Postcodes seemed to outwit the Galaxy Note 3, but we could get a pretty accurate location on a map by writing the first line of an address with the S Pen.

It's a clever setup from Samsung, but we're not sure if it really speeds up the process of noting down someone's number, address or email. You have to draw the S Pen out of the Note 3, select the Action memo icon and then ensure you're handwriting is at least half decent enough for the phone to recognise.

Samung Galaxy Note 3 review

Scrap booker

The second option in the air command menu is scrap booker, which allows you to draw around whatever is displayed on screen and save it for later.

It's more than just a simple screenshot tool though. Fire up the browser for example, circle an image in an article with the S Pen and the Galaxy Note 3 will cut that image out and save it to the Scrapbook app along with a link back to the website.

You can add notes to each scrap you collect and organise them into various different folders.

The concept is nice, but in practice we struggle to see when we'd actually use the scrap booker feature, with websites easy to bookmark and the screenshot function allowing us to capture whatever's on screen without having to mess around with the S Pen.

Screen write

Samung Galaxy Note 3 review

Samsung is obviously keen for people to capture what's happening on screen on the Galaxy Note 3, as screen write takes screen capture to another level.

Tap the option in Air command and the Note 3 will take a screenshot of whatever is on screen at that time, and shoves you directly into an editor where you can use the S Pen to write/draw/doodle on top.

There are some potentially useful scenarios where you might employ screen write, such as annotating a map, highlighting points on a webpage or simply defacing a picture of your boss.

You can change the colour of the ink, and the style of brush, pen or pencil to give you various effects, plus crop and rotate are also present.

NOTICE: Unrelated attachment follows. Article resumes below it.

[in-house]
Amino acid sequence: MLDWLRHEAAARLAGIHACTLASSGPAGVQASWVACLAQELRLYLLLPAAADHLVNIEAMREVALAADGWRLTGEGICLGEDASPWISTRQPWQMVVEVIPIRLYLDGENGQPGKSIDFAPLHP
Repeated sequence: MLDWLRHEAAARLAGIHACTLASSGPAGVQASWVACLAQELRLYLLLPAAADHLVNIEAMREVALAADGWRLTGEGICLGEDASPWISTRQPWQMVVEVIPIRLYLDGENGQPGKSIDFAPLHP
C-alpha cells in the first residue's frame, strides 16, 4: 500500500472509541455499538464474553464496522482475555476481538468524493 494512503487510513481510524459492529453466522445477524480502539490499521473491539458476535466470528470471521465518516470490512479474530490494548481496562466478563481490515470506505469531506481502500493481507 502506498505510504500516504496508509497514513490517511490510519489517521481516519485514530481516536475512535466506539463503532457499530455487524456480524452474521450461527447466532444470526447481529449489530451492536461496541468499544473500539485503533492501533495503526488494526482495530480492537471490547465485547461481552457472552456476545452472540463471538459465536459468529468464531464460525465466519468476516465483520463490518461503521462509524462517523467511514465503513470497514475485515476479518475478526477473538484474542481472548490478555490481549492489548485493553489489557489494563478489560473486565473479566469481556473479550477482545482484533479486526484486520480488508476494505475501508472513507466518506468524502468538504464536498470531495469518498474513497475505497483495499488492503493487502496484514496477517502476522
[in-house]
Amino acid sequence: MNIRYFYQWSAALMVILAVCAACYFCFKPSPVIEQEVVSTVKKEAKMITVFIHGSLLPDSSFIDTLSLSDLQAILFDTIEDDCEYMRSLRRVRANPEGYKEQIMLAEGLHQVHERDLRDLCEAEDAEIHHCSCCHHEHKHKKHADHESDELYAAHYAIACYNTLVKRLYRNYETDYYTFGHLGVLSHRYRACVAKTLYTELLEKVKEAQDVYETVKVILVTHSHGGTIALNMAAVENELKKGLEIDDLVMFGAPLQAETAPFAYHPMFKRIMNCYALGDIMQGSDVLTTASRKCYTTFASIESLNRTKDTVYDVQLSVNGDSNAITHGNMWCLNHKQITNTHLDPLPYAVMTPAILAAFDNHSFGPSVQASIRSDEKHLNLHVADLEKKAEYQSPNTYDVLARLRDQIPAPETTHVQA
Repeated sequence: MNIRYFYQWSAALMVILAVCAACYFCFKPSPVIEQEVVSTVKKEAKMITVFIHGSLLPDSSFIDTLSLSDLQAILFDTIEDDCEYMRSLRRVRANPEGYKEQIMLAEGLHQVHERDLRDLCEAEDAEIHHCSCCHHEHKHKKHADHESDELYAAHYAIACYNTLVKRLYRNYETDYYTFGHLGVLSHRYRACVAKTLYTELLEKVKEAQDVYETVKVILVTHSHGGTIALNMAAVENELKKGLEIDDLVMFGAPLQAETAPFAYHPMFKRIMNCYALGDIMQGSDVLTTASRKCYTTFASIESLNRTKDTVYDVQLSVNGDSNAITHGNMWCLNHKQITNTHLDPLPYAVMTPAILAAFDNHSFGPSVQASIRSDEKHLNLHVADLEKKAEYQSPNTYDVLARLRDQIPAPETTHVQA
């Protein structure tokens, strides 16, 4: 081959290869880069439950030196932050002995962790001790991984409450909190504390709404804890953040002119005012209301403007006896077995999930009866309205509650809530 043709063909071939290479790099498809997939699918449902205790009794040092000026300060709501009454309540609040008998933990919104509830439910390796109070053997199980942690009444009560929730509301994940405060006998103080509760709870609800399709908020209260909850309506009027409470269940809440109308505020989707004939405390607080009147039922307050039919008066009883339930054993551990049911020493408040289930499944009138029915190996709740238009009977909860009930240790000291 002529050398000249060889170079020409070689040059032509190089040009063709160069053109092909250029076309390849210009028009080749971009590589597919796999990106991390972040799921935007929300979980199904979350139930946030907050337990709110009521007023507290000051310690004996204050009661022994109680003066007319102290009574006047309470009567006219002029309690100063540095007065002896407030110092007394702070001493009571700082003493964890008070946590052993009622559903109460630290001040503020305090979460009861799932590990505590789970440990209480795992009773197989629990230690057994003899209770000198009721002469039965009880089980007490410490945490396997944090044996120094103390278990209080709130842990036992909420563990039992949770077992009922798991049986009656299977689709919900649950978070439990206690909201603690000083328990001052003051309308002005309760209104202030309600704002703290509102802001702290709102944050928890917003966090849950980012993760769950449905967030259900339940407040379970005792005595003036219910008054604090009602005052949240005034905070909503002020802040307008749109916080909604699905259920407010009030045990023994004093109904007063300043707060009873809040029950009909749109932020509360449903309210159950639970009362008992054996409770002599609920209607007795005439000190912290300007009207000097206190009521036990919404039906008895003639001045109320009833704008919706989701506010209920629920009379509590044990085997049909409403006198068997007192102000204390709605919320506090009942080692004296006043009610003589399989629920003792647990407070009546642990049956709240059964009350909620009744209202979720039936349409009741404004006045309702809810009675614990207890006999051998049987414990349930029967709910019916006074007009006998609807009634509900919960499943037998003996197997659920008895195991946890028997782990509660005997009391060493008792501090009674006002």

S Finder

S Finder is less complex than the previous few offerings here, offering up a search functionality for content stored on the Galaxy Note 3.

Samung Galaxy Note 3 review

Not only will S Finder search the handset for a word or phrase, it will also do a web search to offer you up even more results.

As well as selecting S Finder from the Air command menu you can quickly launch it by holding down the menu touch key below the screen.

It's hardly a breakthrough feature and its reliance on the S Pen is very minimal, but if you're looking for a particular item on the Note 3 and can't locate it then S Finder may well come in handy.

Pen window

The final option in Air command in Pen window which allows you to draw a window of any size you please on the screen and then select an app from a pre-determined list to fill it.

If you draw a window too small the Note 3 will automatically resize it to the smallest dimensions allowed - which is about a quarter of the screen.

Samung Galaxy Note 3 review

There are eight pre-installed apps which can be displayed in one of these pop up windows; calculator, clock, YouTube, Phone, Contacts, ChatOn, Hangouts and Internet.

Some applications downloaded from Google Play will also be added to Pen window, in our case WhatsApp also made an appearance in our line up.

Once you've selected an app you can move the window around the screen, resize it, make it full screen and close it - as well as actually use the app and continue to navigate around the phone using the rest of the remaining screen space.

You can have as many of these pop up windows open as you like, but we see absolutely no reason why'd you want more than one clogging up your screen at a time.

John McCann
Global Managing Editor

John joined TechRadar over a decade ago as Staff Writer for Phones, and over the years has built up a vast knowledge of the tech industry. He's interviewed CEOs from some of the world's biggest tech firms, visited their HQs and has appeared on live TV and radio, including Sky News, BBC News, BBC World News, Al Jazeera, LBC and BBC Radio 4. Originally specializing in phones, tablets and wearables, John is now TechRadar's resident automotive expert, reviewing the latest and greatest EVs and PHEVs on the market. John also looks after the day-to-day running of the site.